How an Atlanta builder created a work place for profit and productivity. By Roberta Maynard
It was a seminar by a Lockheed Martin engineer on the principles of lean thinking that got Robert White thinking about his offices in Marietta, Ga. He was interested in enhancing productivity by managing workflow, but his existing location made meaningful change problematic. The older building offered neither flexibility nor growing room for the expanding company. With 40-some employees packed into 6,000 square feet of space on three floors, it didn't take him long to conclude that the workspace was far from conducive to smoothing out the wrinkles in the operation's process.
So, White, president of Venture Homes, set about finding new space. Pamela Montgomery, Venture's vice president of administration, recalls looking at offices that were too dark, too sterile, too formal, or just too businesslike. "We thought that the most important thing was to create an atmosphere that would bring [employees] pleasure every day," she says.
Unable to find such an atmosphere ready-made, White acquired a 10-acre parcel on Rt. 75, a major Atlanta thoroughfare, and began plans to build on a third of the land. The 25,000-square-foot brick building that would house the company's offices as well as a small design center provided a clean slate for White to address workflow and also accommodated the company's 20 percent annual growth.
"I really like the challenge of organizational management," says White. "I like to see people flourish." Key to this, he believes, is a workspace that encourages cooperation and communication, and that meant involving all 45 employees in the planning. Doing so was never in question, according to Montgomery. "We didn't think twice about it. Our company culture is part of empowerment and inclusion; Bob believes in investing in his people."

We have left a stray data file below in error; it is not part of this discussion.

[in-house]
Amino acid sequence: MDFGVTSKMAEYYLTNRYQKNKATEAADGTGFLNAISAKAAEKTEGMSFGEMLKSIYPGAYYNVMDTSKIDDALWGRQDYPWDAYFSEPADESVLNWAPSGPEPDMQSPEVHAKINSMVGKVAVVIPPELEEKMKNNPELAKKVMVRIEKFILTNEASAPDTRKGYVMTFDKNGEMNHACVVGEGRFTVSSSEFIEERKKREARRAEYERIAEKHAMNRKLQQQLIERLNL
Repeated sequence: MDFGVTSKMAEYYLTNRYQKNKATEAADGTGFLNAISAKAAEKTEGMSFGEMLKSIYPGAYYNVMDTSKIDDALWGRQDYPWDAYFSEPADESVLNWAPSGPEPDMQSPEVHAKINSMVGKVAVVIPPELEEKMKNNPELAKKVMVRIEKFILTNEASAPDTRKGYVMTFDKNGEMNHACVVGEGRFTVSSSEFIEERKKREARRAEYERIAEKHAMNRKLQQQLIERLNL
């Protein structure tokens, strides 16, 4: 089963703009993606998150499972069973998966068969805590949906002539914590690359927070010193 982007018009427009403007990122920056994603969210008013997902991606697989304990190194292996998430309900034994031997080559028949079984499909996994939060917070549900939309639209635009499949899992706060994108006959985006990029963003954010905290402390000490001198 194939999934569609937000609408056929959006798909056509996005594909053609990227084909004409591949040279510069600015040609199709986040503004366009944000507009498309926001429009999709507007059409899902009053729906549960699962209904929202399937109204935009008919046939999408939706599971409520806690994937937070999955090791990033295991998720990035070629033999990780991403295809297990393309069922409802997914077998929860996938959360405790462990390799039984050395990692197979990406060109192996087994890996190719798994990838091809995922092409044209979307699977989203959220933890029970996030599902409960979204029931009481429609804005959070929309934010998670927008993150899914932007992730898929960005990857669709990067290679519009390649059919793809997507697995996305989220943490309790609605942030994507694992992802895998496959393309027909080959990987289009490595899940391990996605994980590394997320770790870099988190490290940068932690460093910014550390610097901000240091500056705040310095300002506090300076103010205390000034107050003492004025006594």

In planning the layout, she and White considered who worked with whom. In a questionnaire, they asked employees for suggestions about improving their particular piece of the process. They studied everyone's need for access to printers, copiers, and house files and noted whose work required surface space, and which groups needed to be co-located for easy collaboration. They asked whether workers preferred cubicles, offices, or a bullpen, which groups needed privacy (it was human resources), and they gauged each group's tolerance for noise.
At a company-wide meeting, White unveiled the plans. The result was an office for everyone, but an open one: 14-foot ceilings with skylights and 8-foot office walls with windows bring in natural light. Murals by a local artist, placed at the entryway to various departments, depict the type of work done there, and inspirational quotes pepper the walls. The lunchroom is made to look like a French cafegrave; overlooking the ocean. Instead of nameplates at each office, a photo showing the employee at play is inscribed with the person's life's motto, providing a brief introduction to each person.
The layout follows the flow of work with shared meeting space where it's needed; for example, in the area where the design, purchasing, and construction departments work. The land staff has easy access to construction, and the accounting and purchasing departments are adjacent to one another.
People Plus Process
Victoria Werman, who specializes in integrated company operations at Marietta-based Lockheed, talked with White about his reengineering of Venture's processes. Until they talked, she says, he didn't fully appreciate the value of involving his employees.
"He was so wrapped up in the architectural aspect of it that he missed the most important aspect of what he did," Werman says. "The issue isn't how do you get everyone a window. He followed through on a commitment to them. A good portion of employers don't."
Co-locating people, for example, may address efficiency, but it's not the entire equation, she says. It doesn't respond to the culture piece. "Every day those people come in, they see a daily monument to his commitment to them. He got them engaged in the process. That's what they want."
The new space has boosted Venture's performance. The company, which built nearly 450 homes last year, had customer satisfaction ratings for closing and warranty at 98.2 percent. Quality control standards for delivery, says White, have consistently come in at 100 percent.
"We don't have nearly as many meetings to fix things; we have meetings to plan," says White. And since moving in a year ago, Montgomery has found the new office helps with recruitment. "It's very easy for me. When I bring people in, they're automatically comfortable here.
To learn more, try these books:
Lean Thinking, Banish Waste and Create Wealth in Your Corporation, by James Womack and Daniel Jones
Leadership in the New Science, by Margaret J. Wheatley, published by Kellner-Roger and Wheatley
BIG BUILDER Magazine, March 2002